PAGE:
My exploration of children’s literature, new media and technologies continues to uncover similarities and best practices early childhood professionals and parents can apply to their work or interactions with young children. Recently, I reread an article by Katrina Willard Hall, Ph.D. published in Young Children. In her article “Reflecting on Our Read-Aloud Practices: The Importance of Including Culturally Authentic Literature”, she states that the books teachers select for read-alouds should be culturally inclusive, explaining that “literature from authors and illustrators who authentically depict various cultures and backgrounds is an important part of building a classroom community”. An insightful point she makes in this article is that:
As authors tell a story, their point of view and beliefs come through in their writing, intentionally and inadvertently. Teachers also assign value to books, simply by choosing to read them aloud…As educators select books to read aloud, there may be definite messages we want to express to the listeners – messages that are influenced by our beliefs (pg. 81).
While her comments are addressed to teachers, these ideas can be applied to both early childhood professionals and parents. Just as authors’ perspectives are shown in their work, children’s media creators and technology designers convey their perspective of the world in their work. This means that we need to be aware of potential cultural biases and stereotypes that may be presented in various digital tools and media and make thoughtful and appropriate selections. In addition to being intentional, we need to be reflective and compare the message we want to convey to young children with the message we are actually conveying to them.
To help us move towards choosing more culturally authentic material, Hall (2008) offers practical tips that can applied that includes: finding high-quality, culturally authentic literature, avoiding stereotypes, and blending the old with the new (p. 84). These tips can be translated to selecting culturally inclusive new media and technologies.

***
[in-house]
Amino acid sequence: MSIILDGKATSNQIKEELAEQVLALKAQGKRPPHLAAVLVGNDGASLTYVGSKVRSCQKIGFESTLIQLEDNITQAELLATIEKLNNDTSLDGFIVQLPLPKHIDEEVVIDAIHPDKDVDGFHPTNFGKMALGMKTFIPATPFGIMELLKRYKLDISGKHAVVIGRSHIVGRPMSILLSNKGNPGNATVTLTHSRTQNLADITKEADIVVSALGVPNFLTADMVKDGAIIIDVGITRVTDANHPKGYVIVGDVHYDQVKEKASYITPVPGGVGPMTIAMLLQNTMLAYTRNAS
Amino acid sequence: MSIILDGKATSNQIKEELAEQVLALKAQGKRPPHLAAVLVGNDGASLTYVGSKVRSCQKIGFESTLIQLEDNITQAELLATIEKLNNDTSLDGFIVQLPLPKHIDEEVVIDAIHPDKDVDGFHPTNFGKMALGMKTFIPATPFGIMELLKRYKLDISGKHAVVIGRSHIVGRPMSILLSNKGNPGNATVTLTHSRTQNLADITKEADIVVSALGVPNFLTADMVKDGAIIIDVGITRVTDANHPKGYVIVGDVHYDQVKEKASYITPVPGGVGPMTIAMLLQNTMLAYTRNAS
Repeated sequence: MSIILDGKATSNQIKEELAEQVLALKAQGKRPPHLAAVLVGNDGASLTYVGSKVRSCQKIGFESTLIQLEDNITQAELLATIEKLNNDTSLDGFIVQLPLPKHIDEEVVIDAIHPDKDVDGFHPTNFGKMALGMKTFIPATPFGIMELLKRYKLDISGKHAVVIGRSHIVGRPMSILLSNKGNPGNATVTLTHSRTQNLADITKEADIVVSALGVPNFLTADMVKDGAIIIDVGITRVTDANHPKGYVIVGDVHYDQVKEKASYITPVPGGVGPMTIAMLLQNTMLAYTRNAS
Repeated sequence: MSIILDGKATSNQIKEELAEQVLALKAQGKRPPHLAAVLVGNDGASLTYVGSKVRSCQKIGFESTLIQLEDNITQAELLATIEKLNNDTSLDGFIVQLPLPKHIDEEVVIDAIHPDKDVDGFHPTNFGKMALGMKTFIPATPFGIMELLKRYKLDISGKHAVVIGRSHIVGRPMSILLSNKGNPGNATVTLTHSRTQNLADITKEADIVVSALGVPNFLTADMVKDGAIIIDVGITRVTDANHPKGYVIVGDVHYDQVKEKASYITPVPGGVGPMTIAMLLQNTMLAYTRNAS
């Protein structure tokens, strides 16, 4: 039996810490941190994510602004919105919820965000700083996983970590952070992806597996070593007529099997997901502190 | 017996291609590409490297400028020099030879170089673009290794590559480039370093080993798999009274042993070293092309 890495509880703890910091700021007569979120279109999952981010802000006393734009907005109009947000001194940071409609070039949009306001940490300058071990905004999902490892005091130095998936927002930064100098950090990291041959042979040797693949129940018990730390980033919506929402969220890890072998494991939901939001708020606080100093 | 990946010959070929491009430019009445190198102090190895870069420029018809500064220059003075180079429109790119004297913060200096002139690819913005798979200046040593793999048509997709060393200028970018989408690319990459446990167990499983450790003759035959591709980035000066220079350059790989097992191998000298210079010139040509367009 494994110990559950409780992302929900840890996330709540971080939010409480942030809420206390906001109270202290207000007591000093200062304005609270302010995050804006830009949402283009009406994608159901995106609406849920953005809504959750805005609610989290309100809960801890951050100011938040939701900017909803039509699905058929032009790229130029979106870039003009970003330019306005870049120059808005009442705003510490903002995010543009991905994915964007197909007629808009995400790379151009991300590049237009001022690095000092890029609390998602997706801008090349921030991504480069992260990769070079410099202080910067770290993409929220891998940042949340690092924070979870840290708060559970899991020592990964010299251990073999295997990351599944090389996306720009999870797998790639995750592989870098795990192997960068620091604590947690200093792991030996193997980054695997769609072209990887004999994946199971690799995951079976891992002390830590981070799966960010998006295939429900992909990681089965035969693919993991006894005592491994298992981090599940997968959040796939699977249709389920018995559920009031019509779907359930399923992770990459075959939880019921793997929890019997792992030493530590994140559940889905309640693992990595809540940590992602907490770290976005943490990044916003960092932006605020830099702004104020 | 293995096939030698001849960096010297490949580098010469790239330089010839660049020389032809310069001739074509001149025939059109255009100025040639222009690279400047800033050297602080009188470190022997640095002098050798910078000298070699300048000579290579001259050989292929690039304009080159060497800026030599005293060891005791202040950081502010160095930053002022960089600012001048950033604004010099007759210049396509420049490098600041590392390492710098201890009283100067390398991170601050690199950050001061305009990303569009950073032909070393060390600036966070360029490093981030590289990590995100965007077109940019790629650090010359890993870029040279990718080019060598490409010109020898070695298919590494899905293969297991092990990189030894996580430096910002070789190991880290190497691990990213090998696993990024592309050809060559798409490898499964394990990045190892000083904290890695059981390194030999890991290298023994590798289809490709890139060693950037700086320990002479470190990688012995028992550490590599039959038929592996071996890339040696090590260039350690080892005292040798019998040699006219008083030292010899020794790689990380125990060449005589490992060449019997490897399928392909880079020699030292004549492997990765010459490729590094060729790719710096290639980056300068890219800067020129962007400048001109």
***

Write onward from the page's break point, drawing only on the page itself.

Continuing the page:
Finding high-quality, culturally authentic interactive media and technology: Use credible sources that consider developmentally appropriate practice and child development. I recommend using a combination of different sources like children’s media and technology review sites, information from parents and professionals on social media, and tech play time with other adults to examine culturally authenticity.
Avoiding stereotypes and cultural biases: Reflection and conversations with other professionals and parents are key to revealing stereotypes and biases that may be embedded in our selection and use of technology and media. Questions we may find helpful are: Am I choosing media and technology that are reflective of children’s cultural experiences and every day life? How is this digital tool and/or media empowering for children of diverse backgrounds? Having multiple media options that represent different cultures and using open-ended tools that allow children to create content are a few approaches we can use to being culturally inclusive.
Combining traditional and digital tools: While technology and media can be engaging and empowering for young children, we should also make use of other tools with young children. There are a plethora of experiences that children require to nurture their holistic growth. We should find a way to balance technologies with other materials and experiences so that children can choose from a range of culturally inclusive activities.
Digital tools can be innovative and constructive tools that support culture and diversity in early childhood. To make sure this happens, we need to be thoughtful about the hardware and software we’re selecting and how we’re using them with young children. Whether we are aware of it are not, we are conveying our values and modeling technology and media selection and behavior. By being reflective and critical users of new technologies, we can create cultural inclusive experiences to support healthy development for all children.